Self Awareness

I think there are most likely exactly zero of us who received explicit, overt, interoceptive (inner body sense) instruction growing up. Maybe there are a few of us who did actually receive good instruction, but with different language — like, “here’s how to listen to yourself and tell when you are hungry vs full”, or, “here’s how to check in with your body and figure out if you need a break”.

But most likely, almost none of us had that. I know I didn’t. It’s been a journey that I’ve gone on as an adult, and try now to teach to children in my practice—but I didn’t learn it as a child.

Whenever I talk about interoception, adults ask me, “How do I do this for myself, too?”

Various types of mindfulness learning, meditation, or other conscious practices overlap a lot with this area — so some people may have learned to do parts of that, and some people may have never learned about anything like this.

What sort of practices do you have around checking in with your body and noticing what you are doing and why you are doing it?

If you have none at all whatsoever, maybe start by setting yourself a reminder on your phone for every (x) interval, and when it goes off, checking in with your body and how you are feeling at that moment. Hungry? Thirsty? Need to toilet? Need to fidget?

You could make a general checklist and run down it, either visually/physically, or in your mind.
-Do I need a snack, when’s the last time I ate?
-Do I need a drink, when’s the last time I had water?
-Do I need to toilet, when’s the last time I did?
-Do I need to stand up and move, when’s the last time I did?
-Am I holding tension in my shoulders, my jaw, elsewhere in my body?
-Is there mild pain in my body that I can do something about? (shift position, stretch, rub body part, close eyes briefly to relax them…etc)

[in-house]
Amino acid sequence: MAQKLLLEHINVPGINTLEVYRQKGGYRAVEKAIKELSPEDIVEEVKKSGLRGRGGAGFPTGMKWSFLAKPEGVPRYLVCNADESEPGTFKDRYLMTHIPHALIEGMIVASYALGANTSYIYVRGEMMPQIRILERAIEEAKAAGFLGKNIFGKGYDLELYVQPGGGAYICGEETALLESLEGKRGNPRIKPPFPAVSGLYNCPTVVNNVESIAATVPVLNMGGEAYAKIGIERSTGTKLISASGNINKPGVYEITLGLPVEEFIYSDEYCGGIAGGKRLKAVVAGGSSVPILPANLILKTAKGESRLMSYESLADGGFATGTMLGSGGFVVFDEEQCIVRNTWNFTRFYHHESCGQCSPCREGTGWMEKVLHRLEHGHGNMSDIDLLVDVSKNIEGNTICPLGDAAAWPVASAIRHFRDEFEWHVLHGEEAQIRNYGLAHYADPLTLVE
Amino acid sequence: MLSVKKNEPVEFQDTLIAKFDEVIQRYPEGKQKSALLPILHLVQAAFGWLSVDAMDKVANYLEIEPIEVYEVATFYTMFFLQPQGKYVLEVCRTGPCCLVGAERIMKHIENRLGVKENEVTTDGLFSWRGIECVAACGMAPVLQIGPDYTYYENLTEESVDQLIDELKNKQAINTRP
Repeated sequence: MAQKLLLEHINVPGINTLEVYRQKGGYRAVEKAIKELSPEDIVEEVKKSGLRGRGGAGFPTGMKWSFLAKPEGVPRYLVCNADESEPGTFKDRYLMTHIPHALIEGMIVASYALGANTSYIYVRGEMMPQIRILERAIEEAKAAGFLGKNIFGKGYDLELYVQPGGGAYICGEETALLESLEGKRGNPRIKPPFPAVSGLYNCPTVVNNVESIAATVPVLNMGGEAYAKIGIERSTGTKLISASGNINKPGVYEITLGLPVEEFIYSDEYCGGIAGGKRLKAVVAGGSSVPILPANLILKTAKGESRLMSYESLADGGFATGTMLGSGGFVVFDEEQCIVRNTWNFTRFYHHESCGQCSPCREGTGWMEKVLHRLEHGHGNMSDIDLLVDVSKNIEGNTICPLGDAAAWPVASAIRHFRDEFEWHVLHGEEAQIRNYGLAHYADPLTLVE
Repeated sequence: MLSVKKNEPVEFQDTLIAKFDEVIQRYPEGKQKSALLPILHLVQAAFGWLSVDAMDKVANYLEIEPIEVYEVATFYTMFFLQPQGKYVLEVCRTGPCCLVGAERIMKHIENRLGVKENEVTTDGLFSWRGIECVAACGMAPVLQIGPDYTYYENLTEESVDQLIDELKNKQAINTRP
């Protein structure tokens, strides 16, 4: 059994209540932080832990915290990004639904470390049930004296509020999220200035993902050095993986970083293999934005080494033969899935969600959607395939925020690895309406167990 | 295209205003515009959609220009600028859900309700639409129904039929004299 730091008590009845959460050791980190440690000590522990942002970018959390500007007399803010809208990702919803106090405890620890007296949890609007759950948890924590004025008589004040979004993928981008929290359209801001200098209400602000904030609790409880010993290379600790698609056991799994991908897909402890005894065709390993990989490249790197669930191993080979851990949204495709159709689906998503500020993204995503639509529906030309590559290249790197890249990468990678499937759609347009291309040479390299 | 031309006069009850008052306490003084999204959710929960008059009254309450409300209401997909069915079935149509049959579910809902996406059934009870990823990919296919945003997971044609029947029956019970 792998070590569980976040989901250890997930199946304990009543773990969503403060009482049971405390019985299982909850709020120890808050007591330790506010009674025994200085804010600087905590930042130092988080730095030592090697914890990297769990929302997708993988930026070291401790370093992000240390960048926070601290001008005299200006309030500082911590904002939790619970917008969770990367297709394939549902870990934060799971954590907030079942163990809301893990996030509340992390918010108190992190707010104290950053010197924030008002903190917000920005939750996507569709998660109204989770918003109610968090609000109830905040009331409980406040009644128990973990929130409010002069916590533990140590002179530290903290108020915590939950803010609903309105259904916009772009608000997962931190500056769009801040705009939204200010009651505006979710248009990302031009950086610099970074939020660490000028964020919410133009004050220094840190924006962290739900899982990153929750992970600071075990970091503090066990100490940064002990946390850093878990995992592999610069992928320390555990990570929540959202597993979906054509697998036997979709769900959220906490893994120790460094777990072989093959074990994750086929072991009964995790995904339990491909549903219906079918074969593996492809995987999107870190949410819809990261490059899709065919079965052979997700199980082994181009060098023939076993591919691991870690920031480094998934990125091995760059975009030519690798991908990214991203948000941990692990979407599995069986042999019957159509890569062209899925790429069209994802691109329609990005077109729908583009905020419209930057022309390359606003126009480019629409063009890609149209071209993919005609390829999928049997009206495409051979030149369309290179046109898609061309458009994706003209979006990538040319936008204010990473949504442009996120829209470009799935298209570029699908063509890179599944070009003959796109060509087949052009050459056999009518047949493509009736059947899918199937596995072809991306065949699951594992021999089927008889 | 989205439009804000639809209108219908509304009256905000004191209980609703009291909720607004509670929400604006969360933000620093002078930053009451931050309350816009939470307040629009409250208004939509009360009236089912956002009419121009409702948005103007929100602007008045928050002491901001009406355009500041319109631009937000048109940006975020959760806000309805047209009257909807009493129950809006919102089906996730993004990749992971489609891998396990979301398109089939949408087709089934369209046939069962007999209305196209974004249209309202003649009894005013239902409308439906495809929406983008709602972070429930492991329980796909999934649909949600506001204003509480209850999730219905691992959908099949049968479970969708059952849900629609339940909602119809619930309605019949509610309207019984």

-I can take three deep breaths right now.
-Okay, back to what I was doing.

Or setting visual cues around yourself if there is a particular thing you are trying to raise awareness to. If you are not just trying to raise your awareness of yourself in general, but rather trying to, i.e., figure out how to notice when you’re thirsty, maybe you set a water bottle in your vicinity and start consciously noticing when you take a drink. Or put a sticker on your water bottle, so that you have to touch it to unscrew the cap or retrieve the straw, and the sticker will make you think: What was happening right before you took a drink? How did you feel?

Start making notes in your phone, on paper, or just in your head by consciously thinking them to yourself: “I notice myself feeling x.” And then maybe, “I am going to x about it.”

“I notice that I’m feeling hungry, but I’m telling myself no snacks until I finish this work. Is that legitimate? Could I eat a snack while I work on this work? I think I could.”

“I notice that I’m feeling fidgety. I’m going to stand up and shake my shoulders and arms out, then when I sit back down to keep writing, I will see what feels good…jiggling my leg feels good, I will do that.”

“I notice that I’m feeling completely distracted, I cannot wrangle my brain to this work no matter how hard I try! Maybe I should play some music and see if that helps.”

“I notice that my head hurts really bad! Whoa! How did I just notice that? No wonder I can’t focus even though I’m trying to force myself to. Maybe it’s time to look away from a screen for a little while. I can jot down some ideas on paper for 15 minutes while some ibuprofen kicks in.”

Or be super-duper extra about it like me: make yourself an extremely simple Google Forms form survey and fill it out every day. (Yes, this is a real thing I’ve done and am doing!) “In the morning I noticed I felt…” “In the afternoon I noticed I felt…” Then after 2-3 weeks, you’ve got some data neatly compiled that you can do something with. I did this specifically with trying to isolate when I felt the most noise-sensitive, and what I did to deal with it.

And…be patient with yourself. This took me literally yeeeaarrrssssss and I still find myself going “omg omg I have to pee right this second, why did I tell myself I couldn’t go pee until I finished this report?!??! Who was I helping???”